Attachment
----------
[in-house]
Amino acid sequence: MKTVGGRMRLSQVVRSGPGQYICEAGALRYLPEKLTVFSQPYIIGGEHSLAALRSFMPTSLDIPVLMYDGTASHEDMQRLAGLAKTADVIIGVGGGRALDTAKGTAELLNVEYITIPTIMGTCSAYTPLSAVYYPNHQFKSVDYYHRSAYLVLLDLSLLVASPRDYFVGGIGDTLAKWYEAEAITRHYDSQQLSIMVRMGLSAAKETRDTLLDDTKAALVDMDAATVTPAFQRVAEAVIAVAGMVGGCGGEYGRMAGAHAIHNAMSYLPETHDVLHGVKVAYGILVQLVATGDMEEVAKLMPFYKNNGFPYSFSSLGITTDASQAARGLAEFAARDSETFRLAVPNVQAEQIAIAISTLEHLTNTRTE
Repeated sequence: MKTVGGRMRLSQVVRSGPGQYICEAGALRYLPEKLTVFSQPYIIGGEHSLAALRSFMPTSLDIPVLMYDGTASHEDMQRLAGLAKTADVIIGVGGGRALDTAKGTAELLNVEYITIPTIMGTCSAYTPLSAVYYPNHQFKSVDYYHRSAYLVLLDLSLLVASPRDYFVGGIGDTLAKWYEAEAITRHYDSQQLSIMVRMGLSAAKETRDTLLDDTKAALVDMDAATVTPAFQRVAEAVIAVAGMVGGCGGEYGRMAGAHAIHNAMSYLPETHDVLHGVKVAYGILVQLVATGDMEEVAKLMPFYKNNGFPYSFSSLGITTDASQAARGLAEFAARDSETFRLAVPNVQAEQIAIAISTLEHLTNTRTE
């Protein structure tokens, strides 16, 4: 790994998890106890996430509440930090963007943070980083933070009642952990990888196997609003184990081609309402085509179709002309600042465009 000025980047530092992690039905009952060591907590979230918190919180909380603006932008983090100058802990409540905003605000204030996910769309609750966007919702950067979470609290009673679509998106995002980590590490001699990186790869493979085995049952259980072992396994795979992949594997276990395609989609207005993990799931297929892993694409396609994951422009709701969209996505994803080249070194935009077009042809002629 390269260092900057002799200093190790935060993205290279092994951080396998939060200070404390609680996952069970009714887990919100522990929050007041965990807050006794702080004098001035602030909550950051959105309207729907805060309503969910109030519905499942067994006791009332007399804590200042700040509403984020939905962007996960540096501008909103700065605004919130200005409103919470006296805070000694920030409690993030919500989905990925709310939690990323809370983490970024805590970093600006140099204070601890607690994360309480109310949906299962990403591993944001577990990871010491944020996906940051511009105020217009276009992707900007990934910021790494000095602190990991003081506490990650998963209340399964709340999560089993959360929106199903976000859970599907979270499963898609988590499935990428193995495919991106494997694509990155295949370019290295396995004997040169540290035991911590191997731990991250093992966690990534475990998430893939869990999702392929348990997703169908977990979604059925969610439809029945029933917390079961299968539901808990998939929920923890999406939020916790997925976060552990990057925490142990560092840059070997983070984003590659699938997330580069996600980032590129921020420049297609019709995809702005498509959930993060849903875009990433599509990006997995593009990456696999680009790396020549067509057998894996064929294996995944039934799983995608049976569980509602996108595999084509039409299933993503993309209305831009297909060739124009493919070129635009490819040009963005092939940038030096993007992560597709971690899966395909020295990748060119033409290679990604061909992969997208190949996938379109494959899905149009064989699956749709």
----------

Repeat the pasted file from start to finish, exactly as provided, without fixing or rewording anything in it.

[in-house]
Amino acid sequence: MKTVGGRMRLSQVVRSGPGQYICEAGALRYLPEKLTVFSQPYIIGGEHSLAALRSFMPTSLDIPVLMYDGTASHEDMQRLAGLAKTADVIIGVGGGRALDTAKGTAELLNVEYITIPTIMGTCSAYTPLSAVYYPNHQFKSVDYYHRSAYLVLLDLSLLVASPRDYFVGGIGDTLAKWYEAEAITRHYDSQQLSIMVRMGLSAAKETRDTLLDDTKAALVDMDAATVTPAFQRVAEAVIAVAGMVGGCGGEYGRMAGAHAIHNAMSYLPETHDVLHGVKVAYGILVQLVATGDMEEVAKLMPFYKNNGFPYSFSSLGITTDASQAARGLAEFAARDSETFRLAVPNVQAEQIAIAISTLEHLTNTRTE
Repeated sequence: MKTVGGRMRLSQVVRSGPGQYICEAGALRYLPEKLTVFSQPYIIGGEHSLAALRSFMPTSLDIPVLMYDGTASHEDMQRLAGLAKTADVIIGVGGGRALDTAKGTAELLNVEYITIPTIMGTCSAYTPLSAVYYPNHQFKSVDYYHRSAYLVLLDLSLLVASPRDYFVGGIGDTLAKWYEAEAITRHYDSQQLSIMVRMGLSAAKETRDTLLDDTKAALVDMDAATVTPAFQRVAEAVIAVAGMVGGCGGEYGRMAGAHAIHNAMSYLPETHDVLHGVKVAYGILVQLVATGDMEEVAKLMPFYKNNGFPYSFSSLGITTDASQAARGLAEFAARDSETFRLAVPNVQAEQIAIAISTLEHLTNTRTE
């Protein structure tokens, strides 16, 4: 790994998890106890996430509440930090963007943070980083933070009642952990990888196997609003184990081609309402085509179709002309600042465009 000025980047530092992690039905009952060591907590979230918190919180909380603006932008983090100058802990409540905003605000204030996910769309609750966007919702950067979470609290009673679509998106995002980590590490001699990186790869493979085995049952259980072992396994795979992949594997276990395609989609207005993990799931297929892993694409396609994951422009709701969209996505994803080249070194935009077009042809002629 390269260092900057002799200093190790935060993205290279092994951080396998939060200070404390609680996952069970009714887990919100522990929050007041965990807050006794702080004098001035602030909550950051959105309207729907805060309503969910109030519905499942067994006791009332007399804590200042700040509403984020939905962007996960540096501008909103700065605004919130200005409103919470006296805070000694920030409690993030919500989905990925709310939690990323809370983490970024805590970093600006140099204070601890607690994360309480109310949906299962990403591993944001577990990871010491944020996906940051511009105020217009276009992707900007990934910021790494000095602190990991003081506490990650998963209340399964709340999560089993959360929106199903976000859970599907979270499963898609988590499935990428193995495919991106494997694509990155295949370019290295396995004997040169540290035991911590191997731990991250093992966690990534475990998430893939869990999702392929348990997703169908977990979604059925969610439809029945029933917390079961299968539901808990998939929920923890999406939020916790997925976060552990990057925490142990560092840059070997983070984003590659699938997330580069996600980032590129921020420049297609019709995809702005498509959930993060849903875009990433599509990006997995593009990456696999680009790396020549067509057998894996064929294996995944039934799983995608049976569980509602996108595999084509039409299933993503993309209305831009297909060739124009493919070129635009490819040009963005092939940038030096993007992560597709971690899966395909020295990748060119033409290679990604061909992969997208190949996938379109494959899905149009064989699956749709």